The European Space Agency/Rosetta mission to comet 67P/Churyumov-Gerasimenko has provided several hundred observations of the cometary diamagnetic cavity induced by the interaction between outgassed cometary particles, cometary ions, and the solar wind magnetic field. Here we present the first electric field measurements of four preperihelion and postperihelion cavity crossings on 28 May 2015 and 17 February 2016, using the dual-probe electric field mode of the Langmuir probe (LAP) instrument of the Rosetta Plasma Consortium. We find that on large scales, variations in the electric field fluctuations capture the cavity and boundary regions observed in the already well-studied magnetic field, suggesting the electric field mode of the LAP instrument as a reliable tool to image cavity crossings. In addition, the LAP electric field mode unravels for the first time extremely low-frequency waves within two cavities. These low-frequency electrostatic waves are likely triggered by lower-hybrid waves observed in the surrounding magnetized plasma. Plain Language Summary As sunlight heats a comet nucleus, frozen volatile gases sublimate are ionized and interact with the solar wind and its embedded magnetic field, inducing a dynamical plasma environment around the comet. With the cornerstone European mission Rosetta and its 2years of near-continuous orbiting of comet 67P/Churyumov-Gerasimenko, the origin, structure, and evolution of this environment are only starting to be unveiled. Exciting are the numerous crossings of the diamagnetic cavity, the innermost plasma region from which the solar wind magnetic field is excluded. Whilst the magnetic field structure of the cavity crossings is well studied, the related electric field activity remains until now unexplored. Studying the electric field with the Langmuir probes onboard Rosetta, we find that whereas the large-scale electric field structure agrees well with the observed magnetic field behavior during cavity crossings, unexpected short-lived low-frequency electric field signals manifest themselves within the cavity. We interpret these as electrostatic waves triggered by a modulating of the cavity boundary caused by observed electrostatic waves at the same frequency in the surrounding magnetized plasma. This unravels a new aspect of the electromagnetic activity in the inner cometary environment, which is crucial for our understanding of the comet-solar wind-induced plasma environment.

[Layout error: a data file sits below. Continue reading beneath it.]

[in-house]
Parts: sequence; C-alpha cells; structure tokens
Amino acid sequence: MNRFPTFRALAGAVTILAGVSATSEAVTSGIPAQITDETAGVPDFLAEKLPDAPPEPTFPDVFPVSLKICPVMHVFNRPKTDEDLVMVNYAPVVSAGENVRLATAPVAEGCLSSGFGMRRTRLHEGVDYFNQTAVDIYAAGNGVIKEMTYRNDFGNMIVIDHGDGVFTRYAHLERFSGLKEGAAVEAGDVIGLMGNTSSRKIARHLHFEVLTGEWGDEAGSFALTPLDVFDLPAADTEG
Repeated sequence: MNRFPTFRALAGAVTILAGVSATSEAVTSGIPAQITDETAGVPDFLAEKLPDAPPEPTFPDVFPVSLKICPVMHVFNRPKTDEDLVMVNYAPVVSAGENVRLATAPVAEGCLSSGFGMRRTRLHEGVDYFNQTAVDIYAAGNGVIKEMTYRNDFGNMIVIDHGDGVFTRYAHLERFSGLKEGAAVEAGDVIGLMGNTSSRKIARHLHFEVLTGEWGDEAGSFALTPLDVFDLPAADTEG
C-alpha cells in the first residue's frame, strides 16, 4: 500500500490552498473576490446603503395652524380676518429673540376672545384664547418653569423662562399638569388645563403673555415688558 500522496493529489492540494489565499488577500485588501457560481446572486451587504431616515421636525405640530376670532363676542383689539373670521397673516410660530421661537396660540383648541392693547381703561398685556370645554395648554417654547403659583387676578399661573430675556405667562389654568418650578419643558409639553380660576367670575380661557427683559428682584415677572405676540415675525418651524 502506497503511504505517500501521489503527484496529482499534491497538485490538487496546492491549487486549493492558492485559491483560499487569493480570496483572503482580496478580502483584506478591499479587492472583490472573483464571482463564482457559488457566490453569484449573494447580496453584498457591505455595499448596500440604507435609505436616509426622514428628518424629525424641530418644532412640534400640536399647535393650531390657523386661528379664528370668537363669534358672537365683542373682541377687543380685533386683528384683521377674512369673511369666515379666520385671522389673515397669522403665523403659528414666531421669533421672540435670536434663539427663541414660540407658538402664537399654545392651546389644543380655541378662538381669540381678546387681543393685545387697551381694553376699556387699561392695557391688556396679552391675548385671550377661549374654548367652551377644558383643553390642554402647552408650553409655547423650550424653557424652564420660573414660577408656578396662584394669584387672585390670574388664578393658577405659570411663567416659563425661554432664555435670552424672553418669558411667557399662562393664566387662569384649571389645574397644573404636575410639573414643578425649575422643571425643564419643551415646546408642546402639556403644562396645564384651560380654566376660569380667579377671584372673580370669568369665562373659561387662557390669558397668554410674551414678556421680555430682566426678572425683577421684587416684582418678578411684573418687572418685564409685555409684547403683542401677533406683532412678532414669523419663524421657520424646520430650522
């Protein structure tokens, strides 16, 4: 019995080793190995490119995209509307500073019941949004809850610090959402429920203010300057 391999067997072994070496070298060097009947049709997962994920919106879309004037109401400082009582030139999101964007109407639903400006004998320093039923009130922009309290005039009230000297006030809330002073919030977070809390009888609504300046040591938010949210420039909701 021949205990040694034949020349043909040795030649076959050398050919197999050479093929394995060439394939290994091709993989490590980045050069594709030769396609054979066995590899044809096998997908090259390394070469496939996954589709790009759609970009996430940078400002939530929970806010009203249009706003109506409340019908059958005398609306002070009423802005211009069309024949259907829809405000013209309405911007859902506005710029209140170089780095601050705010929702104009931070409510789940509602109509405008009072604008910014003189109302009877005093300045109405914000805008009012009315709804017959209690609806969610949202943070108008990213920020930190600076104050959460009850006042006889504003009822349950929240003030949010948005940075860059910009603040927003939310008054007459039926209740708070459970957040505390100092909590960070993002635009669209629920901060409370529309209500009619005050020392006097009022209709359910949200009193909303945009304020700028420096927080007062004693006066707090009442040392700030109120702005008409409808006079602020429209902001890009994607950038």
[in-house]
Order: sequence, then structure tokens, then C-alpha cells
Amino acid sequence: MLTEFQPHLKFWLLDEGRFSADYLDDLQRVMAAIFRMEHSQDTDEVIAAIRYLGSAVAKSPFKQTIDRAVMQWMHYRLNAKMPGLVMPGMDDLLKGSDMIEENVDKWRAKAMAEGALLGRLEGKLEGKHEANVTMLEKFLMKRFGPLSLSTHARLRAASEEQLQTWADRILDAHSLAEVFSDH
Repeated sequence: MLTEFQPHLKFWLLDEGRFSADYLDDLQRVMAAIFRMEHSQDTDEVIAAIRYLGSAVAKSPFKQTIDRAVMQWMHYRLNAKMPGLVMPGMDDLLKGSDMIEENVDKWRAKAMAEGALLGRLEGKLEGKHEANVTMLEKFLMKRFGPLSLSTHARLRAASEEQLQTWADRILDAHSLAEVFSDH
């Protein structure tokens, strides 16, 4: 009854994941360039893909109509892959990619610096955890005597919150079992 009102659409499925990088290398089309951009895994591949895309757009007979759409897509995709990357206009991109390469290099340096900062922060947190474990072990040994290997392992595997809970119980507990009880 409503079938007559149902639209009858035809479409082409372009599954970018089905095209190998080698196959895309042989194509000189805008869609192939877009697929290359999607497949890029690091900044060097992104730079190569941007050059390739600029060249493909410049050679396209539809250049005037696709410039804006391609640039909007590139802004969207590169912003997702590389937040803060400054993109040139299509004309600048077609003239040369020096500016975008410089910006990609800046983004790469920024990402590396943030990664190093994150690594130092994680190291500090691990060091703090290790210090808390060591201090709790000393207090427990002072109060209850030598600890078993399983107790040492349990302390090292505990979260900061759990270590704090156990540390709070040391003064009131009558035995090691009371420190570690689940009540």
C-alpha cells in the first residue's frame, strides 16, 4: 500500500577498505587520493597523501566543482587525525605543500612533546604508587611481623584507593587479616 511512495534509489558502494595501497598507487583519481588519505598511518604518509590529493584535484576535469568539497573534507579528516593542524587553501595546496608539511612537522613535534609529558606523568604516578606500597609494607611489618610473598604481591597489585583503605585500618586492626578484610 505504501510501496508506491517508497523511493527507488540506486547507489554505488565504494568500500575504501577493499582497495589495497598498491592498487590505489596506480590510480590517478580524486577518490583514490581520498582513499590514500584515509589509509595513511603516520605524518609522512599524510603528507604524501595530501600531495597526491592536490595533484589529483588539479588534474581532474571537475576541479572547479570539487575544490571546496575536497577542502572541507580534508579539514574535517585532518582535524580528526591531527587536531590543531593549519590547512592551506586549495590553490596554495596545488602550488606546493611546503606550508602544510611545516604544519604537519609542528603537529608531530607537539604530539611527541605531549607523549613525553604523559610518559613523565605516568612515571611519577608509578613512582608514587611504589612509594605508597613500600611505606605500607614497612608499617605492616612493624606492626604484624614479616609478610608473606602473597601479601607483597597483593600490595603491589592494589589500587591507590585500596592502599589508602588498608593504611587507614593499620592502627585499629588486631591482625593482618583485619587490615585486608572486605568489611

• 21. Nakamura, R.